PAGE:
At an international school in Jakarta, a philosophy teacher challenges his class of twenty graduating seniors to choose which ten of them would take shelter underground and reboot the human race in the event of a nuclear apocalypse.
The movie is a coming-of-age drama about a boy growing up in Astoria, New York during the 1980s. As his friends end up dead, on drugs, or in prison. He comes to believe he has been saved from their fates by various so-called saints.
Robert Downey Jr.,
Sam has roped his friend Marshall into going on a weekend outing. Marshall thinks the trip is about re-establishing their friendship, while Sam has ulterior motives - namely, trying to win back Zoe, a woman he loves. Sam talks his way into getting them invited to a party at a beach house where Zoe is getting married to Whit. While Marshall goes through all the emotions of deceit, like anger, depression and acceptance, Sam is trying all of the angles in trying to win Zoe back.Written by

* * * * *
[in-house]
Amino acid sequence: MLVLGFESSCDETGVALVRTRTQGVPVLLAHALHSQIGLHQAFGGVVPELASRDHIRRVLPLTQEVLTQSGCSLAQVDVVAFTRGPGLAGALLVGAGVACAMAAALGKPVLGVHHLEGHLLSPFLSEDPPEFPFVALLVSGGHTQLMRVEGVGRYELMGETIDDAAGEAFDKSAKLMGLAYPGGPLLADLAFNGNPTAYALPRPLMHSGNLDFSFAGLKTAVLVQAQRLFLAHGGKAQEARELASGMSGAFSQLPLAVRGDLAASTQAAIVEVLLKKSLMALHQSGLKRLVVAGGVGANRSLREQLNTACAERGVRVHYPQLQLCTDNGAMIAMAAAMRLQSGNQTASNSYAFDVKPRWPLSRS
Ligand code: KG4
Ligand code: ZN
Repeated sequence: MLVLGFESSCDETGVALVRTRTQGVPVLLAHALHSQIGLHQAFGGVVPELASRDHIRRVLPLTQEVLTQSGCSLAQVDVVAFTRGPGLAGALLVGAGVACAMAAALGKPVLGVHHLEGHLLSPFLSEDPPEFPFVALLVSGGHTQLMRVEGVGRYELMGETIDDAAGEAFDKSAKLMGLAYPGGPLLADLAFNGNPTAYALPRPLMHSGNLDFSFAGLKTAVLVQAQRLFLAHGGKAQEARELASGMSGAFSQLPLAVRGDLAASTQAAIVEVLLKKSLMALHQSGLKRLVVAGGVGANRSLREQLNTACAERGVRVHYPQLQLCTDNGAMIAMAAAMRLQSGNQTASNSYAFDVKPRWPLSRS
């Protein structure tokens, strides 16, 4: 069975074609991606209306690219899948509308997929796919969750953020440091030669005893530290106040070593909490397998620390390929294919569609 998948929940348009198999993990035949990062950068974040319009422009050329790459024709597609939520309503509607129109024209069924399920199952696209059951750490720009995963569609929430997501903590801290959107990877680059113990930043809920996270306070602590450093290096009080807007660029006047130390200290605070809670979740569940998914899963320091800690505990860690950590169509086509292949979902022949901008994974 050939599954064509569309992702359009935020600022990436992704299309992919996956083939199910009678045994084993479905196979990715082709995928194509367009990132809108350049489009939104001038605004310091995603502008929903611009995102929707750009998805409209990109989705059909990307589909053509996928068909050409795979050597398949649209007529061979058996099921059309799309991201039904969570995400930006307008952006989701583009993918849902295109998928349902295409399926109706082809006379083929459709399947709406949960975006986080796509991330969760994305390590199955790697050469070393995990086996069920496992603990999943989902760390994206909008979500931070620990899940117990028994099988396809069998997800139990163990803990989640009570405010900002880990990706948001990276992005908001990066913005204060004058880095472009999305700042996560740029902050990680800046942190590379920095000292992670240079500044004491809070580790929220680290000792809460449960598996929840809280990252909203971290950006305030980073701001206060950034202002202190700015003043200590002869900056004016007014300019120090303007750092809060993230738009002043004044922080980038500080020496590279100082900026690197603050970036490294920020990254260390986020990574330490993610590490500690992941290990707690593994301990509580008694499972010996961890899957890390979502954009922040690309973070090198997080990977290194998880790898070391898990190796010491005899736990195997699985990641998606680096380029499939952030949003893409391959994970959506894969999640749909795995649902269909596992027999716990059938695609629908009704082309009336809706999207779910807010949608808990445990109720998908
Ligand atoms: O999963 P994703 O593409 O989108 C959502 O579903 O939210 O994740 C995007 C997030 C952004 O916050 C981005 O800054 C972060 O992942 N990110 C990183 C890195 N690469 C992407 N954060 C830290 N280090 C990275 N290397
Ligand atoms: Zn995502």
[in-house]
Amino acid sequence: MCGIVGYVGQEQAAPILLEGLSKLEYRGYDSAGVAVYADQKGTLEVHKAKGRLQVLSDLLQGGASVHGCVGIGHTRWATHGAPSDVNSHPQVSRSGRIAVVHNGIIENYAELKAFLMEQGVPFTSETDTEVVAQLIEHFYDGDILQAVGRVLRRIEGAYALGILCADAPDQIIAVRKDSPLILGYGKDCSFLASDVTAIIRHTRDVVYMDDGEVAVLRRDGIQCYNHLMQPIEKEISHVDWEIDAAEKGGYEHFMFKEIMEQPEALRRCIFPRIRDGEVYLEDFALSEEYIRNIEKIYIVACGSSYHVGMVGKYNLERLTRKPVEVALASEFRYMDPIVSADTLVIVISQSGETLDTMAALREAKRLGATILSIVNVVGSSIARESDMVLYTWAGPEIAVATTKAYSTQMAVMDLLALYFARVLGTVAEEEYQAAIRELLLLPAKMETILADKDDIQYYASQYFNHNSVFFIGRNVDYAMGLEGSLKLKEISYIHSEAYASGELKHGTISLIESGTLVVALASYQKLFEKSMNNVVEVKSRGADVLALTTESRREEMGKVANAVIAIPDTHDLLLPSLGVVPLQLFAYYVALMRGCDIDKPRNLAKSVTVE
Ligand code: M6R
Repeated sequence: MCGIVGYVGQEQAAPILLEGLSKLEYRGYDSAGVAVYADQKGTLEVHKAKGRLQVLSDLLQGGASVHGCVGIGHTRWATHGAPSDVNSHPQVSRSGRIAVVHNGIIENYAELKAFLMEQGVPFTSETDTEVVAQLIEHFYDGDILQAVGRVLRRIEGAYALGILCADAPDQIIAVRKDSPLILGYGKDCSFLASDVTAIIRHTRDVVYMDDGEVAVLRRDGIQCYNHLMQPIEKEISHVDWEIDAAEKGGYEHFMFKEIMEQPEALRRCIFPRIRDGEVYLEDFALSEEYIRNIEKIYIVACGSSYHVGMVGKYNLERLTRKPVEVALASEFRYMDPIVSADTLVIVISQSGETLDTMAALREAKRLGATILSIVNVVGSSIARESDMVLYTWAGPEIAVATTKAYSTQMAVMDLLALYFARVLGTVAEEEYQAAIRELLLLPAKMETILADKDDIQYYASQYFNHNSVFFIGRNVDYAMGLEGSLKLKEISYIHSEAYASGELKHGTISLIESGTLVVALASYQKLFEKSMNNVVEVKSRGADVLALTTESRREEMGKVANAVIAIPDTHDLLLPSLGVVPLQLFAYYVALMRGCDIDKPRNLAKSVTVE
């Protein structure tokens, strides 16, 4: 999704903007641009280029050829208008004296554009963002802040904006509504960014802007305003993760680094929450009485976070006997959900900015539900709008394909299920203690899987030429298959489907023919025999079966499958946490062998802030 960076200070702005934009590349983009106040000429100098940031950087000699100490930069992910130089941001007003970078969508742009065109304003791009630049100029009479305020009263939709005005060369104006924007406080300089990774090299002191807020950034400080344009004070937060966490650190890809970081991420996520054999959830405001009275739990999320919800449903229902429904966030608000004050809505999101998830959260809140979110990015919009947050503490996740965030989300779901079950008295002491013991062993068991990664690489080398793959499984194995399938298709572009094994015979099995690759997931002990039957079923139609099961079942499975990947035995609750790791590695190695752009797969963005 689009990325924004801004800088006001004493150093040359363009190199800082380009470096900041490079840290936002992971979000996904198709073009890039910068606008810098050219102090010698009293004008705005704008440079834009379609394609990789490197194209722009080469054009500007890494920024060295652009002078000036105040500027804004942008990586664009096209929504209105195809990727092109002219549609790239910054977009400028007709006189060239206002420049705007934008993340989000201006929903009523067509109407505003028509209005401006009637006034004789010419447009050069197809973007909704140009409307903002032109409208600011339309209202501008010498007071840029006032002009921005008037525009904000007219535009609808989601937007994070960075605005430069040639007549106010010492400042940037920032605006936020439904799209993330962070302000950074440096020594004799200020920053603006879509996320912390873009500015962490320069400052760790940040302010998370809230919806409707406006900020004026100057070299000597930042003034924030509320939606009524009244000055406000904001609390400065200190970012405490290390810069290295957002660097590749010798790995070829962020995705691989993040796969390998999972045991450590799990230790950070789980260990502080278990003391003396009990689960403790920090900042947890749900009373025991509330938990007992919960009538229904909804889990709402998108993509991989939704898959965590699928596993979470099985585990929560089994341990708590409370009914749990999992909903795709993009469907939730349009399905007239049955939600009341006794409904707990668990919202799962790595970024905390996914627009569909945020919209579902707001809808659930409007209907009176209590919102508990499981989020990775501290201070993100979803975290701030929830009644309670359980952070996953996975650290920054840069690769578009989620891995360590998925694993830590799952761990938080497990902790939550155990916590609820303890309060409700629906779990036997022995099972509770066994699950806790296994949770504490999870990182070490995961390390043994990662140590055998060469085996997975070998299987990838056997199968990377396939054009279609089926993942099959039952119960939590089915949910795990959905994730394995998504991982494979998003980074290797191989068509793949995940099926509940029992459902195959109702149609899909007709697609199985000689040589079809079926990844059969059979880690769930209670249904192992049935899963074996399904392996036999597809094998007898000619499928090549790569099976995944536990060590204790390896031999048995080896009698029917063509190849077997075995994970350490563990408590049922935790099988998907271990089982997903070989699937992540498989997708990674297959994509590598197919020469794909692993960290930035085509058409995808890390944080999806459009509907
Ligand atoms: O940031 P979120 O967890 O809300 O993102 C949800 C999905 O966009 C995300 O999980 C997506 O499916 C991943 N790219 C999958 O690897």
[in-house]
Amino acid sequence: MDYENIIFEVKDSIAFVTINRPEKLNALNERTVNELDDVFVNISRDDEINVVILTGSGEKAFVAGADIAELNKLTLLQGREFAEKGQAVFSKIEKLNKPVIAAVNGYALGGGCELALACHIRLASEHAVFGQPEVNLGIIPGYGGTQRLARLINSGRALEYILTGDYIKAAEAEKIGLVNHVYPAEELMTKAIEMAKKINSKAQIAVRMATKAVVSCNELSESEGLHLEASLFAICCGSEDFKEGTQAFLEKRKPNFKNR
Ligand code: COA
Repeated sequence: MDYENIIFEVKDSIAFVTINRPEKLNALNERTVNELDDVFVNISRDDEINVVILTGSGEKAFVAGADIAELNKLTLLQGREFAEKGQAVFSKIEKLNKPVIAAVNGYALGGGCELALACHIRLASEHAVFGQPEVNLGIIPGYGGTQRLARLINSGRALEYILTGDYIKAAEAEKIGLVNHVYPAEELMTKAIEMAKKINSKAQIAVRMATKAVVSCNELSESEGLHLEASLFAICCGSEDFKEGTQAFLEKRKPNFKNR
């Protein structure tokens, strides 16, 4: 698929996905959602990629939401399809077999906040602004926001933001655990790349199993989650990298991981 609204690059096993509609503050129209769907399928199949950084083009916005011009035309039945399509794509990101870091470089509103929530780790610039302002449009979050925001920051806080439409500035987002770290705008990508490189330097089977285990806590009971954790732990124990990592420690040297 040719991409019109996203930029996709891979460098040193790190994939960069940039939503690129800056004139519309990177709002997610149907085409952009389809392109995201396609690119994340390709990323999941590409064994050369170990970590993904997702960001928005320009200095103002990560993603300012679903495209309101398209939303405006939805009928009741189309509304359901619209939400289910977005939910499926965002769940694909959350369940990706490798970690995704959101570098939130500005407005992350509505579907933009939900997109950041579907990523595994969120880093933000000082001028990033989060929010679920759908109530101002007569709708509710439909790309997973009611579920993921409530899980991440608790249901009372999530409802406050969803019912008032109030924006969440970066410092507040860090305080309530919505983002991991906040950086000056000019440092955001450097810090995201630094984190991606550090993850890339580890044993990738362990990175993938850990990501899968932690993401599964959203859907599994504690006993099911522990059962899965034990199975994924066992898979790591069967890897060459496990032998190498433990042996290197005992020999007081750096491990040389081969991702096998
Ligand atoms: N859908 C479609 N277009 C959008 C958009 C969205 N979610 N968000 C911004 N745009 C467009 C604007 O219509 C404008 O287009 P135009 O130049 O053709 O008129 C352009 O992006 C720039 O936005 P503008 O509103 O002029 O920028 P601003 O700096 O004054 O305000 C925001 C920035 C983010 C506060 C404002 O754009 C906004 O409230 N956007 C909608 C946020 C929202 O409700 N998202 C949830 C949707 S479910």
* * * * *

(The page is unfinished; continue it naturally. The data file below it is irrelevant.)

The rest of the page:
In an interview, Lee Pace said the "Who is that Woman?" "That's my wife." line was improvised by Max. Pace said, "Yeah, that's something we improvised. We were just saying funny stuff and Max came up to me and said, 'Ask, 'Who is that woman?' I had no idea that he was going to say, 'That's my wife.'" See more »
[reading for children's book]
He would not take no for an answer. Our young hero traveled a great many leagues beneath the ocean's surface to find his shackled mermaid. And he had no intention of leaving without her. However, the evil Sea King had other plans. Like a mad man driven by love and revenge, he unsheathed his spear gun and fired!
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The movie has quite a lot going for it. Especially story wise but also with a very strong lead performance by Uma Thurman. It is very important that you believe her, because if not all the effort would be for nothing. And while quite a lot seems ridiculous (the male friendship even though there is some shattering, but almost too late to be really plausible), it all works somehow.
It's not your standard romantic comedy, that is for sure. The male lead is an obvious indication for that. And while some strands would've been nice to be explored (the red head you might have seen in Lost and other stuff she's done could've used a bigger role), it can touch you, if you let it. The male antagonist gets a bit too cliché at the end and almost unworthy of Umas love/affection in the first place
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